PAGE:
Thieves are using wireless transmitters to steal cars in Cork.

High tech car thieves on Leeside?

High tech gadgetry could be behind several car thefts in Cork city’s northside, the Cork Independent has learned.

The devices, as described by the AA, use wireless transmitters to get a signal from the car owner’s digital key which is then sent to the car to unlock it.

They then program a blank key fob to use with the vehicle.

The AA said thieves are also using jammers which can block the signal when the driver attempts to lock the car with their key fob.

One northside resident who had his jeep stolen last week said he was in his kitchen making dinner for his daughter and her friends when the thieves “just strolled up” and took his vehicle in a matter of seconds.

“That's how brazen they were,” the Gurranabraher resident told the Cork Independent.

In a video of the incident, two youths can be seen approaching the jeep and entering it with ease before driving off.

“You just push the button and you're gone, there's no messing around,” continued the resident.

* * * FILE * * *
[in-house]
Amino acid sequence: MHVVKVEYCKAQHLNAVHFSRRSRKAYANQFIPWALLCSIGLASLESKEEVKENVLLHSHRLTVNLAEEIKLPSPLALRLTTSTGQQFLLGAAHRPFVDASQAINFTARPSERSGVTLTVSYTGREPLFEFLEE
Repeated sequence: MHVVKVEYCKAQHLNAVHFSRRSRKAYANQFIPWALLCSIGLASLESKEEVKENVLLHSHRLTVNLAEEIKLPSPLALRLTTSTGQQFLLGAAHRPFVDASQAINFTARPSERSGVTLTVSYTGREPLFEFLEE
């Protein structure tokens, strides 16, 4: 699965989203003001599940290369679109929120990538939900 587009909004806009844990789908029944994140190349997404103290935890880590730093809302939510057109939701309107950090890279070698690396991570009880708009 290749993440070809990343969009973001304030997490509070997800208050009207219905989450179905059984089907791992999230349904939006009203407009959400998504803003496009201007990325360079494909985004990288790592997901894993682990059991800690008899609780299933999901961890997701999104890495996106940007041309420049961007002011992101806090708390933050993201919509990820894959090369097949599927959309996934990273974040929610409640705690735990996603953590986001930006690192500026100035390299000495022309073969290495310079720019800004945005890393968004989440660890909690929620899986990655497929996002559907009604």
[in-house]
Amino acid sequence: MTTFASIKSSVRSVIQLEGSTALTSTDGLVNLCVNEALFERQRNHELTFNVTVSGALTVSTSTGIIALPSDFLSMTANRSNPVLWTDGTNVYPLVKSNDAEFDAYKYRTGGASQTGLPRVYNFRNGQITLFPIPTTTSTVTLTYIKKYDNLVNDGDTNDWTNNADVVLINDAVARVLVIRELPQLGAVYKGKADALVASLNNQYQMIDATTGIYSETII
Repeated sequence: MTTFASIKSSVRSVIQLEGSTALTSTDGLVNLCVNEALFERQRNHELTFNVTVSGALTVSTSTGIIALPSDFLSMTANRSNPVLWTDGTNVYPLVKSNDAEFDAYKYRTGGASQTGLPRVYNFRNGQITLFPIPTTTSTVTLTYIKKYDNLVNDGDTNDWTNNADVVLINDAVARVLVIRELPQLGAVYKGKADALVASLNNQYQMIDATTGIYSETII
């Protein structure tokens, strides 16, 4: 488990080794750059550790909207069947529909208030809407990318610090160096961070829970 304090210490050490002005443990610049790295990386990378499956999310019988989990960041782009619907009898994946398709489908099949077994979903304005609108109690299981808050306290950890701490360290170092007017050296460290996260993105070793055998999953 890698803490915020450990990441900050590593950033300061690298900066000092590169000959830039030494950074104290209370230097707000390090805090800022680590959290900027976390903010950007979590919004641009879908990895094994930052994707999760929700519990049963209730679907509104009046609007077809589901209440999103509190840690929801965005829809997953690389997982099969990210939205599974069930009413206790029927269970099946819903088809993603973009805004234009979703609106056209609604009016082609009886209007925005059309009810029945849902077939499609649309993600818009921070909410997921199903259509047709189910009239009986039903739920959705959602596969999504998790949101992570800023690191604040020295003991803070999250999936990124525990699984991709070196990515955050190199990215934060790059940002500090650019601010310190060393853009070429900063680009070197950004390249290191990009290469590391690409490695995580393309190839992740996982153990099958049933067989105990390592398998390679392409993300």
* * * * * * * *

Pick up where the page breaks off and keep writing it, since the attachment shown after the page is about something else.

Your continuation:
“We had to go away and get a signal blocker, so we have a box now inside the kitchen and we put all the car keys into that now,” he added.

The resident said his was not an isolated case in the area and that a neighbour of his had her son’s car taken in the same way two nights later.

He said: “That’s the second or third (incident) that I’ve heard about. It’s an ongoing thing.”

Fortunately, after contacting gardaí and posting the video on social media, the jeep owner managed to find the jeep himself, just a 15 minute walk from his home.

“It was just pure luck,” he said.

“It was parked up ready to go again for the weekend I’d say. There was a smell of marijuana in the car and a bag of marijuana left in it,” he added.

When found, the car was undamaged but smelled strongly of marijuana and had shoeprints on the dashboard. The thieves had left phone chargers connected to the car and their phones’ Bluetooth IDs were still logged in its radio.

The jeep’s owner said: “Do you know how bold they were? They connected their phones to the Bluetooth, so you have John’s Phone 162, something like that, so they literally don’t care.”

“You’re nearly going back to the old days now. We’re ordering a steering wheel lock. When they see that, they’ll have no interest because there’s too much work in that,” added the resident.

According to the AA, an effective way to prevent these kinds of thefts is to purchase a key pouch that blocks any transmission of signals.

To help prevent cars stolen through the ‘jamming’ method, the AA recommends that car owners double check that their car is locked before leaving it.